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Comparison between male and female breast cancer survival using propensity score matching analysis - PubMed

Comparison between male and female breast cancer survival using propensity score matching analysis - PubMed

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https://pubmed.ncbi.nlm.nih.gov/34079019/

Male breast cancer (MBC) is a rare disease. The few studies on MBC reported conflicting data regarding survival outcomes compared to women. This study has two objectives: to describe the characteristics of a single-cohort of MBC and to compare overall survival (OS) and disease-free survival (DFS) be ...

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    Key Points
    • In the current retrospective study, Italian researchers assessed clinical and biological factors linked to survival in 40 male breast cancer (MBC) patients and compared them with 2678 female breast cancer (FBC) patients. The goal of the study was to determine the role of clinical characteristics in prognosis disparities. A propensity score matching analysis was done to attenuate bias.
    • The mean age of MBC patients was 73 years, with a 5-year overall survival (OS) of 76.7% and a 5-year disease-free survival (DFS) of 72.2%. Survival measures were affected by tumor size and lymph node status. Following propensity score matching, the 5-year OS was comparable between male and female breast cancer patients, with the DFS worse for male breast cancer. Recurrence rates were also higher in men.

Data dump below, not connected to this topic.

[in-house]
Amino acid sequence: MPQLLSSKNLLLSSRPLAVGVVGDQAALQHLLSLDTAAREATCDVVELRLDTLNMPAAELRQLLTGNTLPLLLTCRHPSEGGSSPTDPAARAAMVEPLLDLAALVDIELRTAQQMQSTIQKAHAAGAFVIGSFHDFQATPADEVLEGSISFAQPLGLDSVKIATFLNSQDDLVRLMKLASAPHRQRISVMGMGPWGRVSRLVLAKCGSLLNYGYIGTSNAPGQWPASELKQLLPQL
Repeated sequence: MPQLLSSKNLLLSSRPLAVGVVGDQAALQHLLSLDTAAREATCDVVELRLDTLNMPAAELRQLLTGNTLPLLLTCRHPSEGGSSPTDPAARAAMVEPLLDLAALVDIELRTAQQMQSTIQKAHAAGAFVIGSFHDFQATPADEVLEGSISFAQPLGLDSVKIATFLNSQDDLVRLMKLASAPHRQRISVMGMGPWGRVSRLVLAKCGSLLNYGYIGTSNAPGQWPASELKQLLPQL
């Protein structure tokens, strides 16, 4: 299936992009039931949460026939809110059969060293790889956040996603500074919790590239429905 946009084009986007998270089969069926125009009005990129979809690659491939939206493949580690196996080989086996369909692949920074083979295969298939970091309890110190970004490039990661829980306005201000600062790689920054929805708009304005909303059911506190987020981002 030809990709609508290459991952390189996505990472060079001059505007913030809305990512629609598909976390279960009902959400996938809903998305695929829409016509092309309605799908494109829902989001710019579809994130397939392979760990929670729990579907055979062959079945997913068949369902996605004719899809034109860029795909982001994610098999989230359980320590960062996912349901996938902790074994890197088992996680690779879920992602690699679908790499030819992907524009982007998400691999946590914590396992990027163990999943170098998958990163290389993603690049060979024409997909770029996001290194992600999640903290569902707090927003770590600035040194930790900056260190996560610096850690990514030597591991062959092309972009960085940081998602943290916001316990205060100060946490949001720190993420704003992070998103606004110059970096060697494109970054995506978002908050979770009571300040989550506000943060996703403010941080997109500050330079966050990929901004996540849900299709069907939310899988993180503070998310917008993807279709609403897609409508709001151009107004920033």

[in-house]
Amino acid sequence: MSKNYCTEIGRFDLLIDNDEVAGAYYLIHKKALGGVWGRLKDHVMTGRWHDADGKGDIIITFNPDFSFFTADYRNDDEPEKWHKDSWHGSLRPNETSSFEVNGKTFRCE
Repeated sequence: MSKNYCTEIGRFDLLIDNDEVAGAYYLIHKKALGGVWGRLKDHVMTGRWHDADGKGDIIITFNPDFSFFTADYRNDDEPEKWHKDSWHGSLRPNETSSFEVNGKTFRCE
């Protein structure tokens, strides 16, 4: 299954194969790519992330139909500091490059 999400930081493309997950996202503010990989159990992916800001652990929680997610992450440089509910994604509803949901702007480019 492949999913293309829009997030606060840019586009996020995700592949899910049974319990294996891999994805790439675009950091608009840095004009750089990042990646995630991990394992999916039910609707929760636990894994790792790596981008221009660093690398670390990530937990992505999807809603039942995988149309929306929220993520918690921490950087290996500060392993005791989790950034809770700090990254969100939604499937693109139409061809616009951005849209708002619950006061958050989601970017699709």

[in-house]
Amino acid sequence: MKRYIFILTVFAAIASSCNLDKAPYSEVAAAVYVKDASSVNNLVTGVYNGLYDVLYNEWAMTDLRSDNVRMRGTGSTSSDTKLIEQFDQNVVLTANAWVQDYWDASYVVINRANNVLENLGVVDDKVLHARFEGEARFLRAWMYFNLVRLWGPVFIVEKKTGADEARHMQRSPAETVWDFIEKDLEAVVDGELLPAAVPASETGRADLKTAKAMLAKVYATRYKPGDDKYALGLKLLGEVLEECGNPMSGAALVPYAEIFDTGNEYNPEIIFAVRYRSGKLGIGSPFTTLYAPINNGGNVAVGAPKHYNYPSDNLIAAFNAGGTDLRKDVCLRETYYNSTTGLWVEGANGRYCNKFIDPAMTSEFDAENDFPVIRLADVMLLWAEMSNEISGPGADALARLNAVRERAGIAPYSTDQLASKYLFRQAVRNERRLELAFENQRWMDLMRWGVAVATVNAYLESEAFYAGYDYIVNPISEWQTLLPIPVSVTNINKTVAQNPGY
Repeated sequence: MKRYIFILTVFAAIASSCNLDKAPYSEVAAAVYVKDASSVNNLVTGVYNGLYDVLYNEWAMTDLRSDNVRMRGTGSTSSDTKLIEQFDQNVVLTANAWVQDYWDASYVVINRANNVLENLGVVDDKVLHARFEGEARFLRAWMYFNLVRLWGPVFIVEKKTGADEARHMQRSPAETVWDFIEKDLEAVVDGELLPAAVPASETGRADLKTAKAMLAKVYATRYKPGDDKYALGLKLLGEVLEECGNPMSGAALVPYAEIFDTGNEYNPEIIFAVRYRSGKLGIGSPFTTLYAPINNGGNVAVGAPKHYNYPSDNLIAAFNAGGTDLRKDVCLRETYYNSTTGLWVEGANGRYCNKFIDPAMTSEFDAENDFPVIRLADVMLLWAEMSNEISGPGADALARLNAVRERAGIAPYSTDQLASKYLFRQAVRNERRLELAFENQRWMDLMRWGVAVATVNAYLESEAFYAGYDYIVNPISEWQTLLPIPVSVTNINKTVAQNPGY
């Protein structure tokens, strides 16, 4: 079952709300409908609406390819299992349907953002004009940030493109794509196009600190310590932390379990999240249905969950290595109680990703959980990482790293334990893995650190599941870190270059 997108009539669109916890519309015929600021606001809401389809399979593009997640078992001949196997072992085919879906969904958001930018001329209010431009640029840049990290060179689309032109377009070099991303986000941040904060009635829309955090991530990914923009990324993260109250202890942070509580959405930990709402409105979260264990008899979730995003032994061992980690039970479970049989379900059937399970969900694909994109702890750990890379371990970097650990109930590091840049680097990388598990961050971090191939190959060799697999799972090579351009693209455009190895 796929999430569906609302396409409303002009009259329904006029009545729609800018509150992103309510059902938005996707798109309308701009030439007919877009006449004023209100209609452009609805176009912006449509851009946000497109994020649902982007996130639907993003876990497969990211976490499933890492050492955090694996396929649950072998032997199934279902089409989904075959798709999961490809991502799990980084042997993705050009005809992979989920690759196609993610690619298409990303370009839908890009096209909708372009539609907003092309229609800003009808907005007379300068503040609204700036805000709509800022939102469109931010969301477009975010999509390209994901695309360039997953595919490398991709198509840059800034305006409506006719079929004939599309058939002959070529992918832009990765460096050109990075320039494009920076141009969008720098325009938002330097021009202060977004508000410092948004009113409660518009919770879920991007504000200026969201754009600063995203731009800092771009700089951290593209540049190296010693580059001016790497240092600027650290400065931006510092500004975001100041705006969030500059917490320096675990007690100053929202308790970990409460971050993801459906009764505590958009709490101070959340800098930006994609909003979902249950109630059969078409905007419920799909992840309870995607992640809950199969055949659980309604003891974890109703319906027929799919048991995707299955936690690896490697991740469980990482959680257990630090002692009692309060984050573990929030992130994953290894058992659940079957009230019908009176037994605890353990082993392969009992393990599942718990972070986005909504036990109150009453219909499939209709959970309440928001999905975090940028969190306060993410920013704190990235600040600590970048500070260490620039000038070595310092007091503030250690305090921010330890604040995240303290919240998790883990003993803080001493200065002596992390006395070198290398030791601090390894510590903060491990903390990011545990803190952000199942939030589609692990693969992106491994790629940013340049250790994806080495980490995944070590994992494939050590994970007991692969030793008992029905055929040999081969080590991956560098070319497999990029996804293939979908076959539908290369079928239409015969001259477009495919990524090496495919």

• “The study found that MBC patients had worst prognosis than FBC population,” the authors concluded. “After propensity score analysis, we found no differences in terms of OS in MBC patient than their female counterpart and we registered that DFS in women was higher than that of men. Future prospective randomized studies on large cohorts of patients are needed, and inclusion of male patients in breast cancer clinical trials must be encouraged in order to obtain information to guide treatment decision in this population of patients.”
    • Strengths of the study include its homogeneous pathological assessment due to its basis on a single center. The 3:1 pairing in propensity score matching was also a strength, per the authors.
    • In addition to its retrospective design, the limitations of the current study include the small number of patients and its short median follow-up of 2.39 years.
    • At our knowledge, other published studies26,27 carried out propensity score matching to adjust potential confounding factors. In the series of Wang et al.28 their balanced group had a ratio of approximately two FBC to every MBC, and showed a Ten Years OS of 58.3%, with FBC with superior OS than MBC even after matching, in contrast with our findings.
    • The current study is limited by the small number of patients, a short median follow-up (only 2.39 years) and its reliance on a retrospective database, but being a single center series with homogenous pathological assessment with application of propensity score matching with 3:1 pairing give strength to the anal